8. The method of claim 7 wherein said conductive layer comprises tungsten.
9. The method of claim 7 wherein said dielectric layer comprises silicon dioxide.
10. The method of claim 4 further comprising the step of:
after chemically-mechanically polishing said conductive layer, forming a second conductive layer over said dielectric layer and over said first conductive layer in said opening; and
patterning said second layer over said dielectric layer into conductive interconnects.
11. A method of forming a chemical-mechanical polishing alignment mark comprising the steps of:
forming alignment mark in a silicon substrate, said alignment mark comprising a first step height;
forming a layer comprising polysilicon over said substrate, including said alignment mark;
forming a dielectric layer over said layer comprising polysilicon;
planarizing said dielectric layer to a first thickness above said layer comprising polysilicon;
etching an opening through said dielectric layer to said layer comprising polysilicon, wherein said opening is formed away from said alignment mark;
conformily depositing a conductive layer comprising tungsten over said dielectric layer and over said layer comprising polysilicon in said opening wherein said conductive layer is deposited to a second thickness, wherein said second thickness is less than said first thickness; and
chemically-mechanically polishing said conductive layer so as to form a second alignment mark having a second step height in said conductive layer in said opening.
12. The method of claim 11 wherein said second thickness is less than said first thickness by a quarter multiple of said first step height.
13. The method of claim 11 wherein said second thickness is approximately said first step height less than said first thickness.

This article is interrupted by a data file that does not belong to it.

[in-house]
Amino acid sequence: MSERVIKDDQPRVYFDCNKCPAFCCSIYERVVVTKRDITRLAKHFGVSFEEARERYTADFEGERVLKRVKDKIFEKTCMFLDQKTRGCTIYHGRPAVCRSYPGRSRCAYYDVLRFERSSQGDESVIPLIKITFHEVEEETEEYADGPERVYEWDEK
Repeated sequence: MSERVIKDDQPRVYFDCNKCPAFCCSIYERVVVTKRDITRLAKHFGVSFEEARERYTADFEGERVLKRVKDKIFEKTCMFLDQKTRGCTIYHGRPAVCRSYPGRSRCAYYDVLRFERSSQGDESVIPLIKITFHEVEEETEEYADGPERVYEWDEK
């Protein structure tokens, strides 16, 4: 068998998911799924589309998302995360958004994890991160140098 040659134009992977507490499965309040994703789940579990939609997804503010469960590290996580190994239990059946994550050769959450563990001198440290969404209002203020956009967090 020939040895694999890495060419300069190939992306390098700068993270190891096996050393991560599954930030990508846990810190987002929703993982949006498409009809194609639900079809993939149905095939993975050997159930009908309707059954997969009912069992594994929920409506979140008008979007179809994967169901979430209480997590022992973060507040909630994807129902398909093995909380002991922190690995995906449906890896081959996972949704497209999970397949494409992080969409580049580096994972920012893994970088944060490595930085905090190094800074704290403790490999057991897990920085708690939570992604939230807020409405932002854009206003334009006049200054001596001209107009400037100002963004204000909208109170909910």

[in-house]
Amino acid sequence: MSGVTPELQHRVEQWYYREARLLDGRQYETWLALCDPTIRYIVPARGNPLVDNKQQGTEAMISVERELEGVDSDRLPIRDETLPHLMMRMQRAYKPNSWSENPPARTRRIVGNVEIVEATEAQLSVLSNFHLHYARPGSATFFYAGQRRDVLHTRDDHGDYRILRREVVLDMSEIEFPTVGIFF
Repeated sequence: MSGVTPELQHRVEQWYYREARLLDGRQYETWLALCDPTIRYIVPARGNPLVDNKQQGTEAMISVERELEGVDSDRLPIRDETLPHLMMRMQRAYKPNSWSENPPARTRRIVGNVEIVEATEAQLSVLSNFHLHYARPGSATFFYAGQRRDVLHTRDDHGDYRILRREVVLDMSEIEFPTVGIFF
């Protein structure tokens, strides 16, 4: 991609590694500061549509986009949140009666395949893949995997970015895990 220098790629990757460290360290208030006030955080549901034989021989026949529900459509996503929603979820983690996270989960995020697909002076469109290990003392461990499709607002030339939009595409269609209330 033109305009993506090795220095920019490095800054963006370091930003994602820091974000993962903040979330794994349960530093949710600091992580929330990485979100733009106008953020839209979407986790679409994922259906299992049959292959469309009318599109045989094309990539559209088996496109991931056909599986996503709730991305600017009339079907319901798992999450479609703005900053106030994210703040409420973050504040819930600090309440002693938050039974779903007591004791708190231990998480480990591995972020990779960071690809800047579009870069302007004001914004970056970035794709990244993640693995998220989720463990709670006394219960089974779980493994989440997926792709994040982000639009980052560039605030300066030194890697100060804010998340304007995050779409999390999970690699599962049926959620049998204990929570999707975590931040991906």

14. The method of claim 11 wherein said conductive layer is chemically-mechanically polished until said conductive layer is substantially removed from said dielectric layer.
15. The method of claim 11 wherein said conductive layer is chemically-mechanically polished until said second step height is approximately equal to said first step height.
16. The method of claim 14 further comprising the steps of:
forming a second conductive layer over said dielectric layer such that said second alignment mark is replicated in said second conductive layer;
patterning said second conductive layer utilizing said second alignment mark.
17. The method of claim 11 wherein a contact opening is formed over an IC area of said substrate simultaneous with said etching of said opening.
18. The method of claim 17 wherein said contact opening is simultaneous filled with said opening during said step ,of conformily depositing said conductive layer.
19. The method of claim 18 wherein a planar contact plug is formed from said filled contact opening simultaneously with said second alignment mark during said chemical-mechanical polishing step.
20. A method of forming an alignment mark, comprising the steps of: